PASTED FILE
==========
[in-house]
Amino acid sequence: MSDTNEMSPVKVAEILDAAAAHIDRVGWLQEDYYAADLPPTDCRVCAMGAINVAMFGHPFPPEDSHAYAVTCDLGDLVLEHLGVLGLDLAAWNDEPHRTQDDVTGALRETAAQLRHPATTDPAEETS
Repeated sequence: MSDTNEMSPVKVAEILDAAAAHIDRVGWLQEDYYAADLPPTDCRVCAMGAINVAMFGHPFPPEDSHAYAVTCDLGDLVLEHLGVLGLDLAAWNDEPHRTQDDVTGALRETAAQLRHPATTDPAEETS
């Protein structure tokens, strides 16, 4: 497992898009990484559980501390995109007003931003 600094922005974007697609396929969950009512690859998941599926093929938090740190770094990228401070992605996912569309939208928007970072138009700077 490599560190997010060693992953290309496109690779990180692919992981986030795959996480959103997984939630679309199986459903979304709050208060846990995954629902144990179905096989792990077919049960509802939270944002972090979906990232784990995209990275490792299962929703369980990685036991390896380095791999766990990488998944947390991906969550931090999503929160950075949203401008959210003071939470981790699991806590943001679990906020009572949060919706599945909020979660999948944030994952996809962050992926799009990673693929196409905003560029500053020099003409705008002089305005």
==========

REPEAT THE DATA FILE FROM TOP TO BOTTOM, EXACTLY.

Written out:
[in-house]
Amino acid sequence: MSDTNEMSPVKVAEILDAAAAHIDRVGWLQEDYYAADLPPTDCRVCAMGAINVAMFGHPFPPEDSHAYAVTCDLGDLVLEHLGVLGLDLAAWNDEPHRTQDDVTGALRETAAQLRHPATTDPAEETS
Repeated sequence: MSDTNEMSPVKVAEILDAAAAHIDRVGWLQEDYYAADLPPTDCRVCAMGAINVAMFGHPFPPEDSHAYAVTCDLGDLVLEHLGVLGLDLAAWNDEPHRTQDDVTGALRETAAQLRHPATTDPAEETS
């Protein structure tokens, strides 16, 4: 497992898009990484559980501390995109007003931003 600094922005974007697609396929969950009512690859998941599926093929938090740190770094990228401070992605996912569309939208928007970072138009700077 490599560190997010060693992953290309496109690779990180692919992981986030795959996480959103997984939630679309199986459903979304709050208060846990995954629902144990179905096989792990077919049960509802939270944002972090979906990232784990995209990275490792299962929703369980990685036991390896380095791999766990990488998944947390991906969550931090999503929160950075949203401008959210003071939470981790699991806590943001679990906020009572949060919706599945909020979660999948944030994952996809962050992926799009990673693929196409905003560029500053020099003409705008002089305005």